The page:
Game Development Reference
To many critics, coding standards pay too much attention to the format of the code
rather than its substance. On the other hand, there must be some reason why devel-
opment tool companies continue to provide more and more coding assistance using
visual means such as colors and graphs. Both have the same goal in mind: to help the
developer get the code right the first time.
Even so, coding standards aren't just about formatting. Many of the rules are designed
to address important issues such as portability, clarity, modularity, and reusability.
The importance of these standards is magnified in a project that is distributed across
different teams, sites, and countries. There are few things less fun than tracking down a
defect caused by one team defining SUCCESS as 0 and another team defining SUCCESS
Here are some excerpts from the C Coding Standards for the Computer Associates
Ingres ® project:
Do not use constants to check for machine dependent ranges or values. Use the
symbolics instead (For example: UINT_MAX not 4294967295 ).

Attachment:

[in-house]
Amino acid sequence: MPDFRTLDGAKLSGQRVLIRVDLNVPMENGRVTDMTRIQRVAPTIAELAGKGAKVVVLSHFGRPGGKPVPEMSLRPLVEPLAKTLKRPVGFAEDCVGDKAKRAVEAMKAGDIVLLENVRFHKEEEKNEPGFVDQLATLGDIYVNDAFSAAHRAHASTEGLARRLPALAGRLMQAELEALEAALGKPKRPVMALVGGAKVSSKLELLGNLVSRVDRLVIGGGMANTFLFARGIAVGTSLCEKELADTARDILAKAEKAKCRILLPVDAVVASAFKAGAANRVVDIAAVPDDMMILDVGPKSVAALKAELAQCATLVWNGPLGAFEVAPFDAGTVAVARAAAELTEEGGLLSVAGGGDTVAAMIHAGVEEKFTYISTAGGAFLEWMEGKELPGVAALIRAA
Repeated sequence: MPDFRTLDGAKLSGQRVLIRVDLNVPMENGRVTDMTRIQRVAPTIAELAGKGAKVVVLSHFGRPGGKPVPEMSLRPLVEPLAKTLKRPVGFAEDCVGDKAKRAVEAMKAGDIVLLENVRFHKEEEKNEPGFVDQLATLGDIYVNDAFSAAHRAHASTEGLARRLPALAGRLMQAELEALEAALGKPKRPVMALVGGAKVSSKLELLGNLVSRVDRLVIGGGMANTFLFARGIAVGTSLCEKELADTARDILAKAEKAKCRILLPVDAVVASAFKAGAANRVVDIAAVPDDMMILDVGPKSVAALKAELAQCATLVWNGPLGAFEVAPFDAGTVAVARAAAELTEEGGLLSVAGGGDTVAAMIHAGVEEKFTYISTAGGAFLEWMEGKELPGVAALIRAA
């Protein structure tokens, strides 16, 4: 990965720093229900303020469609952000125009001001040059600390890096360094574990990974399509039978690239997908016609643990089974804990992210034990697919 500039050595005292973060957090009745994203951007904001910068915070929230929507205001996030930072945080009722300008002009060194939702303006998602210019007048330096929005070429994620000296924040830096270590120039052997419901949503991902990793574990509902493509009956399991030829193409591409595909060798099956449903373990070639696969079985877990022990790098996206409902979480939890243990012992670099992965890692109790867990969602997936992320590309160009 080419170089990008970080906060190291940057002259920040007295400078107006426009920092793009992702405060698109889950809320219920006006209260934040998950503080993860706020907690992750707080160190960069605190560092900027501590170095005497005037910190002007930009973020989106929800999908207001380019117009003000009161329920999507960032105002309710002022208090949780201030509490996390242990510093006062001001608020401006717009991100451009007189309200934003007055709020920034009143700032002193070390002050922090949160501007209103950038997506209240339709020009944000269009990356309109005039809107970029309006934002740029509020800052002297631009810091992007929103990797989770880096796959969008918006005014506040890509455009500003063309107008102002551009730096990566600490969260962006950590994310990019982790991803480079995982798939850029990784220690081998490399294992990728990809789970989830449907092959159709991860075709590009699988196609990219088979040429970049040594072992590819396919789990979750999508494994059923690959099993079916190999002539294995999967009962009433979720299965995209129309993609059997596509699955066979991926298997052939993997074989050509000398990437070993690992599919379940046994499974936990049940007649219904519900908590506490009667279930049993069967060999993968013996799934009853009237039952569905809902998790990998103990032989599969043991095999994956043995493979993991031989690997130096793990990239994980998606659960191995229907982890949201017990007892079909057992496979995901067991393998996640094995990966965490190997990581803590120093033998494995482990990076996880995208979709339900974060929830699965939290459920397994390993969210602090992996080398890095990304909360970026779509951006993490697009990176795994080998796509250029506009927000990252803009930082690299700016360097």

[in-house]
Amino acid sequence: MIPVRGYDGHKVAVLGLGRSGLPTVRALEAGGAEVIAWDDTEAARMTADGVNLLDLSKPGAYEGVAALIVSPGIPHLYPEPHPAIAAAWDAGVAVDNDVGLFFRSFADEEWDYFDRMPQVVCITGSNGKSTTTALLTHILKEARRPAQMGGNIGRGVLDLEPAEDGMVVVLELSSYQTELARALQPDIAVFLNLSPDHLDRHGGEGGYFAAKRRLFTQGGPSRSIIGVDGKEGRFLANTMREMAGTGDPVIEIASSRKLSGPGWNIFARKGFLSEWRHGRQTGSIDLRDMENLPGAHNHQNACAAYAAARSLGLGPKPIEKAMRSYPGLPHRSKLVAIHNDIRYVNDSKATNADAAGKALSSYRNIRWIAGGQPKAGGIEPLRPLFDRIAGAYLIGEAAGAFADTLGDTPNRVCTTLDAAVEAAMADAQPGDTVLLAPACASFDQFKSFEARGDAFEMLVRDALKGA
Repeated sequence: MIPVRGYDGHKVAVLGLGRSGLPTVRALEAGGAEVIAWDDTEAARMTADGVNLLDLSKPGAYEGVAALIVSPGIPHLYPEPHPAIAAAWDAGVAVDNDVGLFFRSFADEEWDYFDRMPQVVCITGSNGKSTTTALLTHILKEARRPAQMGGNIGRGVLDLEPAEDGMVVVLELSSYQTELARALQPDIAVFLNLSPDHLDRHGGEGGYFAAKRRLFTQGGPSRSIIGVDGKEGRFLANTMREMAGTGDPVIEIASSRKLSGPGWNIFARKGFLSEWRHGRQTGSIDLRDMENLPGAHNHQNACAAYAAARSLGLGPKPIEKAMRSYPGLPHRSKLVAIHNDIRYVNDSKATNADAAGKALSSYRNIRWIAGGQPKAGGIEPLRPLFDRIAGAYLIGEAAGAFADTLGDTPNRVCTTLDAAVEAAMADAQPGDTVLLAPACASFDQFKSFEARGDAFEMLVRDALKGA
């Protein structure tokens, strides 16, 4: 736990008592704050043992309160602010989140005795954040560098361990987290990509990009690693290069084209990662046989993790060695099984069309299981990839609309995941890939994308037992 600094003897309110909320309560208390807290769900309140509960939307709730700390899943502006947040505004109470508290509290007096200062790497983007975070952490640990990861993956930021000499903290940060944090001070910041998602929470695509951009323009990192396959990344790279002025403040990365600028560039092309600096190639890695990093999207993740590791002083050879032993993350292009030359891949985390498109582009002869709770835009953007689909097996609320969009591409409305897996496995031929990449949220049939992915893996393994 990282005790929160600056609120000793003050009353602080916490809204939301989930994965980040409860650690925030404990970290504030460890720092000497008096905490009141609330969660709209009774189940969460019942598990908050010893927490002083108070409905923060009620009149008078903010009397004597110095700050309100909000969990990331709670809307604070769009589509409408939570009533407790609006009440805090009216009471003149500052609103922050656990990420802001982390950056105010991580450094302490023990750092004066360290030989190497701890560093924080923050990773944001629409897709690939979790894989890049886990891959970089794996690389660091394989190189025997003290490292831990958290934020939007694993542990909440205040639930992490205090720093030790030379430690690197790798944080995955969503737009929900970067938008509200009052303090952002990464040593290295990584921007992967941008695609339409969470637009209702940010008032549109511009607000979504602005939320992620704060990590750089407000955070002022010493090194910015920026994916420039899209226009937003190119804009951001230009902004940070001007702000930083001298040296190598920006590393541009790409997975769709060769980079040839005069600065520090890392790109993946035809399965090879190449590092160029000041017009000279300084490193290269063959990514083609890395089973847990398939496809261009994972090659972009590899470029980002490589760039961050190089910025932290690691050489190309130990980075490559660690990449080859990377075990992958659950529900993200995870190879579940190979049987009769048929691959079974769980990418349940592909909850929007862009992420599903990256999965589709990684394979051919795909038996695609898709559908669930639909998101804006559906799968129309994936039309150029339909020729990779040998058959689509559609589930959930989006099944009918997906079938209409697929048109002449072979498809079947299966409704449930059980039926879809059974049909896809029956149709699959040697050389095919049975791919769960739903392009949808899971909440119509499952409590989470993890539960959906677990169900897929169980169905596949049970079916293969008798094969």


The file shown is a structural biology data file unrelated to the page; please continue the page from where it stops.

Constants must be properly typed to match their usage. For example, a constant
1 that will be passed to a procedure expecting a long must be defined as ((long)1) .
Do not use the literal zero as a NULL pointer value.
Use TYPEDEF , not #define , to declare new types.
As a tester, you should be aware that these standards also give clues as to how code will
fail under certain situations. For example, if machine-dependent ranges are hard-
coded, you will see the resulting failure on one type of machine but not on another.
So, features that depend on values that could be machine dependent should be tested
on different machines.
In a QA role, your responsibility is to check that the programmers have coding stan-
dards which they apply to their code. This is typically done by sampling files from the
game code and doing a manual or automated check against the appropriate standards.
If you are doing QA on behalf of a publisher or third-party QA group, you can still do
this by gaining access to the programmer's standards, tools, and files. Alternatively,
you could require the programming team to submit evidence, such as printouts, that
they did this checking themselves.
How good is “good�? game software? Certainly the amount of defects in the code has
something to do with goodness. The team's ability to find defects in its product is
another factor to consider. A “sigma level�? establishes the defectiveness of game code